matt's blog

The State of Streaming

Disclaimer: This was assembled through a hodgepodge of personal research, conferences, and chatting with industry professionals. This was my best attempt at understanding wtf is going on with streaming, which must be pretty difficult even for streaming aficionados, given how hard it was. A special thank you goes out to Zander Matheson of Bytewax for his help!


The landscape of streaming data has seen a rapid evolution in the past decade, driven by increasing data volumes and the necessity for real-time processing (IoT, sensor data, real-time consumer applications). This has given rise to complex platforms and tools that, while powerful, often carry a steep learning curve.

Streaming was once thought of as a low-latency and inaccurate solution, characterized by the popularity of the Lambda Architecture, a system where batch and streaming solutions run in parallel with the batch output "correcting" the streaming output.

Today, well-designed streaming systems commonly provide the same quality of output as their batch counterparts in no small part thanks to the robust development and community around stream platform & processing. Before we jump in, a quick note on what streaming data is.

Bounded and Unbounded Data

There are two types of data that typically lend themselves to the terms "batch" and "streaming," while we commonly use those terms to describe the underlying data, they actually refer to the processing of data.

Any data can be processed as a batch or stream, but we are commonly referring to the characteristics of data that we would like to stream. More appropriate terms are bounded and unbounded data.

Bounded data

Bounded data describes a finite pool of resources that is transformed from one state to another. We extract, load, and transform it in our desired system. Easy, manageable, finite.

Unbounded data

Unbounded data represents most datasets. While unnerving, the data never really ends, does it? Transactions and sensor data will continue to flow (so long as the lights remain on). Today, unbounded data is the norm. There are a number of ways to process unbounded data:

It's crucial to differentiate between the actual event time and the processing time, since discrepancies often arise.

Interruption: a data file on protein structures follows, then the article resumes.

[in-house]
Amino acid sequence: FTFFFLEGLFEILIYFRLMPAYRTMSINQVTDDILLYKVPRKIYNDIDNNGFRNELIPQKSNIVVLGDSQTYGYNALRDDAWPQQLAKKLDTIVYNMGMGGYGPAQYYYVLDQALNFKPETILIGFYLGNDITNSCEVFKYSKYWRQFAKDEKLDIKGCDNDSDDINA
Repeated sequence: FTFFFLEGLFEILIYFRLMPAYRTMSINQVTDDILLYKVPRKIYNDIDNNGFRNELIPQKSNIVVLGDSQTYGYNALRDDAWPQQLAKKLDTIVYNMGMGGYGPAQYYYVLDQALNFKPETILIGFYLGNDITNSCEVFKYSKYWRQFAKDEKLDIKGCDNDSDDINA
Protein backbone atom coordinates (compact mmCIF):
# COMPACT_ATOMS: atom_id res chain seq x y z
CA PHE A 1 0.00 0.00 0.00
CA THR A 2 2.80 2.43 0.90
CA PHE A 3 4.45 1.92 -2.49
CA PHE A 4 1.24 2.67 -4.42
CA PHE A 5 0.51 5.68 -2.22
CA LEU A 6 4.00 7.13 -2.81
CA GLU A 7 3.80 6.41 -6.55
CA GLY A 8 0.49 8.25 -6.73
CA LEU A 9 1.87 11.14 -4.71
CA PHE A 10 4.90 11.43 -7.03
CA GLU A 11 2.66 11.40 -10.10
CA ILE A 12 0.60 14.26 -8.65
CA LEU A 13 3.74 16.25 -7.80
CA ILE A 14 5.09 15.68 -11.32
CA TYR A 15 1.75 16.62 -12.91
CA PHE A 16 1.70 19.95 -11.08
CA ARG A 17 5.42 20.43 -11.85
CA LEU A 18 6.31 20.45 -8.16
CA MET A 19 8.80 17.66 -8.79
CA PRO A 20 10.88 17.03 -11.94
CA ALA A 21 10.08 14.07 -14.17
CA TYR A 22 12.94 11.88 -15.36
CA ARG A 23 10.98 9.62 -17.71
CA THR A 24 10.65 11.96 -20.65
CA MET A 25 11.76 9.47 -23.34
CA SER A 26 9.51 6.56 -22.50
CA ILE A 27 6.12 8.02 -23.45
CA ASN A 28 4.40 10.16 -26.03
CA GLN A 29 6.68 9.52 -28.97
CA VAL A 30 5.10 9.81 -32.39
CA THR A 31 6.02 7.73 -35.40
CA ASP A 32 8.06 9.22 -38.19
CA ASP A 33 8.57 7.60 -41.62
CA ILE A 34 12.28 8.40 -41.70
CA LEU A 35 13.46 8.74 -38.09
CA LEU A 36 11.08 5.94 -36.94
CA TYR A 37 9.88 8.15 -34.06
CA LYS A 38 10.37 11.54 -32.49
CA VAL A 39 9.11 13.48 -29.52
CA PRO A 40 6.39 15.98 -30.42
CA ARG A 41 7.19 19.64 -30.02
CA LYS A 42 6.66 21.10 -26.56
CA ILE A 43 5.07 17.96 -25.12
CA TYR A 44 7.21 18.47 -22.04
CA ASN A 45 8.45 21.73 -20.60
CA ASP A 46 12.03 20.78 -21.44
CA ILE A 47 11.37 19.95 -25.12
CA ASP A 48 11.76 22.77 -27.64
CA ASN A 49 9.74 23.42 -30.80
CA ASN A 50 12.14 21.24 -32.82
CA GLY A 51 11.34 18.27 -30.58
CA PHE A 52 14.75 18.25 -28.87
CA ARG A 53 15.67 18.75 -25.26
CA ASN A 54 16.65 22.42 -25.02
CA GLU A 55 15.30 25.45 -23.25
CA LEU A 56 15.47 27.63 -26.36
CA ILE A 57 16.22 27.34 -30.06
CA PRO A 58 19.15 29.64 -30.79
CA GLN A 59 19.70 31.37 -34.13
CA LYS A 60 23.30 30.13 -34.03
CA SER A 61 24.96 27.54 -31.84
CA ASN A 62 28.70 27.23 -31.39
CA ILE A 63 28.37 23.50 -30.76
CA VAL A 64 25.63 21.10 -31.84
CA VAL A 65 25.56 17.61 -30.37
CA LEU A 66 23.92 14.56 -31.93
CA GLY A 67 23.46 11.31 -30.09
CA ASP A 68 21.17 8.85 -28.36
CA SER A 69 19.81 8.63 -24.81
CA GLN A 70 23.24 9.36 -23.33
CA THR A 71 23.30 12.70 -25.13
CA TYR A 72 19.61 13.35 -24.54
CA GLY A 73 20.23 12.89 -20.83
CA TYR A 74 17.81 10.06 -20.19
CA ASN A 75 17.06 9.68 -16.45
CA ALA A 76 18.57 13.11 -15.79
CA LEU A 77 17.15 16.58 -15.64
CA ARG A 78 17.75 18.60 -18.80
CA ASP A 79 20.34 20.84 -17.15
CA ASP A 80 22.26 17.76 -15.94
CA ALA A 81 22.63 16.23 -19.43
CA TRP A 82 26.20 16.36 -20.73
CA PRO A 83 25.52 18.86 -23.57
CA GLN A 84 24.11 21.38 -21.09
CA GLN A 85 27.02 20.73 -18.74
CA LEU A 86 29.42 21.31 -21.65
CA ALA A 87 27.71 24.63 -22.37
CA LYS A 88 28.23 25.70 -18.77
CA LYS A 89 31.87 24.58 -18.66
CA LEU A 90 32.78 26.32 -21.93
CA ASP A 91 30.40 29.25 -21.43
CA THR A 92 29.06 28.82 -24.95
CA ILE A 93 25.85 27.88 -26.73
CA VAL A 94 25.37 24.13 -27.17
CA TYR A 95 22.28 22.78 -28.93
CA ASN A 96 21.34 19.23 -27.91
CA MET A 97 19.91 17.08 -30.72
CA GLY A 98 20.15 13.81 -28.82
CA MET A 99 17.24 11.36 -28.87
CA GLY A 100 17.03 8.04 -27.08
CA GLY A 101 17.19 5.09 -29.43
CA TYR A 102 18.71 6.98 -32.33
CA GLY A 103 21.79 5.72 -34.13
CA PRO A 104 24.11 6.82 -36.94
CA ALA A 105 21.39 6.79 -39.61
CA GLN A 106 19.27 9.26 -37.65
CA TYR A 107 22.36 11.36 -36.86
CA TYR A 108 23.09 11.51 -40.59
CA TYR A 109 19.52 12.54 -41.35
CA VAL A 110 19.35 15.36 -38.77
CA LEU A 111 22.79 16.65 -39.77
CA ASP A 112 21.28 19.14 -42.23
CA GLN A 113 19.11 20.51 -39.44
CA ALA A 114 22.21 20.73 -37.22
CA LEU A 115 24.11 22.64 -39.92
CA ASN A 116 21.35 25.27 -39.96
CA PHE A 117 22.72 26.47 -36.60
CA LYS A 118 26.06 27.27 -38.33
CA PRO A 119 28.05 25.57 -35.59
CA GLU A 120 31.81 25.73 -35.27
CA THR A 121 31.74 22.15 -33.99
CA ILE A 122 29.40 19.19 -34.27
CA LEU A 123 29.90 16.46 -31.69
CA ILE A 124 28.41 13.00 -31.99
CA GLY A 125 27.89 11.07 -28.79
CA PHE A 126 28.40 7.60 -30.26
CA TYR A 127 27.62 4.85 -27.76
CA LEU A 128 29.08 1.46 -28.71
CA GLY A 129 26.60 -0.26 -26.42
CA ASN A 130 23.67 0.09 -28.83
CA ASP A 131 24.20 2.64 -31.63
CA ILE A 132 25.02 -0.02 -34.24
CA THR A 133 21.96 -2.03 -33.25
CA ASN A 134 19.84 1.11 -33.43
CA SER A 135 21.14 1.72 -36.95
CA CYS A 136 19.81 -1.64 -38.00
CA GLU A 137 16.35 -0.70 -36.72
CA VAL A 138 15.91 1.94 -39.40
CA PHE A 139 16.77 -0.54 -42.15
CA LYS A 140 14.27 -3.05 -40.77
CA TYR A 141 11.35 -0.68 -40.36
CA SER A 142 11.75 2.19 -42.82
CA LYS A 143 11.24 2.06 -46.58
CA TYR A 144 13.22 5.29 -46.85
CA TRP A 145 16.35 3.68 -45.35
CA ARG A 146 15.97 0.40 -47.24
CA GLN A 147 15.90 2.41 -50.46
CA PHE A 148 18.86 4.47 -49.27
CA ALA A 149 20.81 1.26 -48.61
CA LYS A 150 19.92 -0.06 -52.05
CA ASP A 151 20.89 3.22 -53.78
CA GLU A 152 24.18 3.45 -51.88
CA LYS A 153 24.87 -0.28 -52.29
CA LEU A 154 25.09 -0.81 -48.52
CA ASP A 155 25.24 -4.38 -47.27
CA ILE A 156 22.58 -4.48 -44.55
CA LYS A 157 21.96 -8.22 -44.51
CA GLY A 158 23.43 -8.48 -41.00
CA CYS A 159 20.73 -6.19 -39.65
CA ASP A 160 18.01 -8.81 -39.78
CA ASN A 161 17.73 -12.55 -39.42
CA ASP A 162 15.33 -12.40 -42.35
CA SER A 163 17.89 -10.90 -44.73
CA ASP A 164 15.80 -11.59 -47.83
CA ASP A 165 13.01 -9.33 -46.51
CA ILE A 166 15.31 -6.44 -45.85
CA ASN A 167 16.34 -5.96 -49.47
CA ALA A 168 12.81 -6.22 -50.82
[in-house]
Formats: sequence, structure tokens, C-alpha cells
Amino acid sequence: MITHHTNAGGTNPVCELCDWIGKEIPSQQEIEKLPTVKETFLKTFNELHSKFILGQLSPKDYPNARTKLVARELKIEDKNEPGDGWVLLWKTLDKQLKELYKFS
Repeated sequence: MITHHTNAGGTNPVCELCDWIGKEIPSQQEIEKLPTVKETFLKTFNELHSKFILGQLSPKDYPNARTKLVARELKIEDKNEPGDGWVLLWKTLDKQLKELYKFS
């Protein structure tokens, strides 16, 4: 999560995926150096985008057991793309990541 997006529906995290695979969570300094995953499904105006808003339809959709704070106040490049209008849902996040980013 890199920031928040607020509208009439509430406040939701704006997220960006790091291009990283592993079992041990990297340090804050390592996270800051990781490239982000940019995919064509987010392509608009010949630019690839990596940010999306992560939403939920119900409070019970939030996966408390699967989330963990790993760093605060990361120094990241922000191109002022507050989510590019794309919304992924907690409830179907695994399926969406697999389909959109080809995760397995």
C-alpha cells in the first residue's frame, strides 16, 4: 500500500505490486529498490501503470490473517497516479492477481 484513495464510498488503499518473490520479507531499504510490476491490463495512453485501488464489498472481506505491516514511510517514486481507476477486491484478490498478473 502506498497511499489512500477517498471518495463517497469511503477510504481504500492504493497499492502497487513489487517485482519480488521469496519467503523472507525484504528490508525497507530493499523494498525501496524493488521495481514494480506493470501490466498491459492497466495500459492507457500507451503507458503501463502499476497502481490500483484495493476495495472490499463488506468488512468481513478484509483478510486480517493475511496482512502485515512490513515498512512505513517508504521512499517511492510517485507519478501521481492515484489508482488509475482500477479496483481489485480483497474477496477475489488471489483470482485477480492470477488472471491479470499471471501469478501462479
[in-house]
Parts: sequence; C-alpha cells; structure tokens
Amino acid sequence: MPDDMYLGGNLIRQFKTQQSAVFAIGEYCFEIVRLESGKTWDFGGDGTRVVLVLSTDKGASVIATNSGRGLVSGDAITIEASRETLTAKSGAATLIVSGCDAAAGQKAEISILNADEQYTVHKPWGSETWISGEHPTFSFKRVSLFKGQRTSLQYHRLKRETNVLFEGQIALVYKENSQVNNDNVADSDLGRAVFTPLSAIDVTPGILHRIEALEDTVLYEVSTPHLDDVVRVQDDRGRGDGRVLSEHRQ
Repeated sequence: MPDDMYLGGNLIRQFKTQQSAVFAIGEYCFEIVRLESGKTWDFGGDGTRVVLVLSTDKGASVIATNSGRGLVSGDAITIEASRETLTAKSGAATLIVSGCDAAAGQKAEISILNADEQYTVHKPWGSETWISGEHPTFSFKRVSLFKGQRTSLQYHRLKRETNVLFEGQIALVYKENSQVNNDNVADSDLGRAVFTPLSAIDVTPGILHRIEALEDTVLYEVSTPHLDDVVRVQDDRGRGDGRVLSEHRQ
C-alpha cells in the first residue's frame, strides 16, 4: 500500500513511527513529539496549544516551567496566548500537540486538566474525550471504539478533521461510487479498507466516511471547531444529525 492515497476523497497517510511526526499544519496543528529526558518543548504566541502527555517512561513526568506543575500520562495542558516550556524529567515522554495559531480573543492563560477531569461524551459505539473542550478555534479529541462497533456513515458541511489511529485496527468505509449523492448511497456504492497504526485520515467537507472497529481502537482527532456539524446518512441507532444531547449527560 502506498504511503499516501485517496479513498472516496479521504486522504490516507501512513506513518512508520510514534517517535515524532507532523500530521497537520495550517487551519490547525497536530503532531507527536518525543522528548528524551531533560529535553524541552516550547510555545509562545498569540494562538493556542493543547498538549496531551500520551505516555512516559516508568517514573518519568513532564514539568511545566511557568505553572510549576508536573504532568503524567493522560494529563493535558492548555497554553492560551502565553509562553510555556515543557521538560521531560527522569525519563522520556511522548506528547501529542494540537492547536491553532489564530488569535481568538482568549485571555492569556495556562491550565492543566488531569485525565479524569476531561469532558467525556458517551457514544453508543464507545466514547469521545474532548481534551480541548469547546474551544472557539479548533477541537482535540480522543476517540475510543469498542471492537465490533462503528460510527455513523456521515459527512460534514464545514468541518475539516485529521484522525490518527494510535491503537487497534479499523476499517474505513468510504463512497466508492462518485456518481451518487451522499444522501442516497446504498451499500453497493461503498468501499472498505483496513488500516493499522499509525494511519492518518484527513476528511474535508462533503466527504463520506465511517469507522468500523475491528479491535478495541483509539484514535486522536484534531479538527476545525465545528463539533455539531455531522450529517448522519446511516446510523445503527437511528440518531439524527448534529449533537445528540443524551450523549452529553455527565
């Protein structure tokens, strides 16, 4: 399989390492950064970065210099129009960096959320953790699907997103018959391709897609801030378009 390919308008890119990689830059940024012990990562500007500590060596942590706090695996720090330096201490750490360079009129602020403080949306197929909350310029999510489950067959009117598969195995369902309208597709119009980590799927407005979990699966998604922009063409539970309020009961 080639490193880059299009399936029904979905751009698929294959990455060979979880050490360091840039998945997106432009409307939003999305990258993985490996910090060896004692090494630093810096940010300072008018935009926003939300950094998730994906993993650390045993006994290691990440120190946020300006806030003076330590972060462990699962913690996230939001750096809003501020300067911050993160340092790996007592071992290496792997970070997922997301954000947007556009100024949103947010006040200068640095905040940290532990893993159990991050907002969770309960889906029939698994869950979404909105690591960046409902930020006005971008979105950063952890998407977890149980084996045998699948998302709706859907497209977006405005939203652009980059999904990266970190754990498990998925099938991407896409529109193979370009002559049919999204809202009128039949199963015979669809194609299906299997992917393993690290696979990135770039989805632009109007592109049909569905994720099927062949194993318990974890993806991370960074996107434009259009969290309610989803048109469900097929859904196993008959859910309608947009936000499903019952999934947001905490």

This demonstrates an important point:

Most solutions described above are actually batch solutions! We should think about most problems as batch problems, as complexity grows geometrically as we require "real-time" solutions, for now at least.

Even streaming unbounded data technically involves processing finite chunks through windowing.

With that in mind, we can continue onto streaming platforms.

Streaming Platform

When we say "platforms," we refer to "transportation layers" or systems for communicating and transporting streaming data.

Stream Processing

Stream processing is about analyzing and acting on real-time data (streams). Given Kafka's longevity, the two most popular and well known stream processing tools are:

Simplifying Stream Processing

Several newcomers are attempting to simplify stream processing by offering Python-native, open-source streaming clients, with a focus on performance and simple development cycles.

Unification of Stream Models

Several streaming services seek to unify stream models, by providing an API or platform for creating a model compatible across these technologies:

Streaming DBs

Also seeking to simplify the complexity of streaming data stacks, streaming databases attempt to combine stream processing and storage.

They’re built to handle real-time data and offer continuous insights without the need to transfer data to another processing system. Streaming databases are particularly attractive for:

Streaming databases are particularly attractive for reducing dependencies and improving ease-of-use. RisingWave & Materialize are examples of modern streaming databases.


The streaming landscape, while complex, has seen strides in simplification and user-friendliness. As the demand for real-time data processing continues to grow, we can anticipate even more tools and platforms that cater to a broader range of users and use-cases.

I’m pretty excited to see what the future of streaming looks like— I anticipate systems that abstract away the complexity of streaming data will continue to proliferate to the point where, one day, all data will be streamed.

#data #opinion #streaming